Just like you consult magazines, Pinterest and Houzz for inspirational photos for your house, use those same resources to gather inspirational photos for your landscape. Those images can be helpful whether you plan on hiring a landscape professional or doing the landscaping yourself.
No need to reinvent the wheel. Emulate designs from photos you like by using plantings in similar forms, colors and textures, but use plant varieties that work well in your specific region and yard and for your desired level of maintenance. Take your pictures to a reputable garden centers and ask for help selecting plants. Alternatively, you can hire a landscape professional to do a design using your inspirational pictures.
16. Consider a year-by-year landscape approach.
You don’t have to complete all of your landscaping right after you finish building your house. A year-by-year landscape approach will allow you to add curb appeal to your home without investing so much money on the front end.
Start with your hardscaping elements and a few small foundational trees and shrubs. Add smaller trees in year one because smaller trees are less expensive, plus they will grow larger as you fill in the landscape design over the years. Prioritize evergreen trees and fencing that need to be added for privacy or separation from neighbors or unsightly views. That first year, you can also add grass seed or sod, and small groups of plantings in key areas like near your front door. Focus on the front yard initially, then fill in plantings in the backyard as your budget allows.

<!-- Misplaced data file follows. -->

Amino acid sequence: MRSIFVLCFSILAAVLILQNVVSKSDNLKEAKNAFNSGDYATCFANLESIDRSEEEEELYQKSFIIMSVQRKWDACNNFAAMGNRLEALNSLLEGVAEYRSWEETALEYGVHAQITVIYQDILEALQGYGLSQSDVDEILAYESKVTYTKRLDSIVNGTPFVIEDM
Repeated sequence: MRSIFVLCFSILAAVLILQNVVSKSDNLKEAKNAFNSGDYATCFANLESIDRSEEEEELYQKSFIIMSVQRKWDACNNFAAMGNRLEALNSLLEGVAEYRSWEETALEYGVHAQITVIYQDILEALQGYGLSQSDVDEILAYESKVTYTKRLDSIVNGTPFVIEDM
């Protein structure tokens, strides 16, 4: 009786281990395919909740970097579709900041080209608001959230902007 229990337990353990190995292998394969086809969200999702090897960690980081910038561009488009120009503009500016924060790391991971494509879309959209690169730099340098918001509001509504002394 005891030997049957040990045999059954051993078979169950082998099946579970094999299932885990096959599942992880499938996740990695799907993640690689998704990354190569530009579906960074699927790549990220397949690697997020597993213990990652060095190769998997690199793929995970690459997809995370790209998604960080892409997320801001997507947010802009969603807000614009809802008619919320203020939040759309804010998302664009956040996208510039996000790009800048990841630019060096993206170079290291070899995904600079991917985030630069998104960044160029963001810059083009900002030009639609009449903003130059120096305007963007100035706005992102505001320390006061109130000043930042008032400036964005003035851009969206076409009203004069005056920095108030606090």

Irrigation is a an expensive investment, but putting irrigation in the first year is ideal because grass, plants and trees often need the most watering when they are first planted. Get drip irrigation installed to get to the root of plants, underneath the mulch, rather than just sprinklers, since sprinkler water doesn’t always penetrate as deep as plants need it.
With the "must have" foundational plantings done in year one, you can add “nice to have” features in the following years. Fill in your front yard landscape with more plantings and start focusing on the back and side yards. After year one is when you can start adding additional seating areas, walkways, flowerbeds, and luxurious focal points like pergolas and water features.
17. Stay away from any thorny or toxic plants, if you have children or pets.
Again, consult Google and a local garden center for a list of plants to avoid.
18. Choose plants with their appearance at maturity in mind.
Many people choose plants, trees and shrubs based on what they will look like when they purchase them. But it’s important to consider the plants’ form, texture and especially size at maturity. Think about what the plant will look like in a year, and in 10 years, plus how it’ll look as seasons change. Then make your selections. Plants or trees that grow larger than you anticipate might end up blocking windows and pathways or impinging upon your house or your neighbors property.
19. Consider planting shade trees on the southwest and west sides of the house.
These trees can shade the outdoor and indoor spaces, making those areas cooler and more comfortable.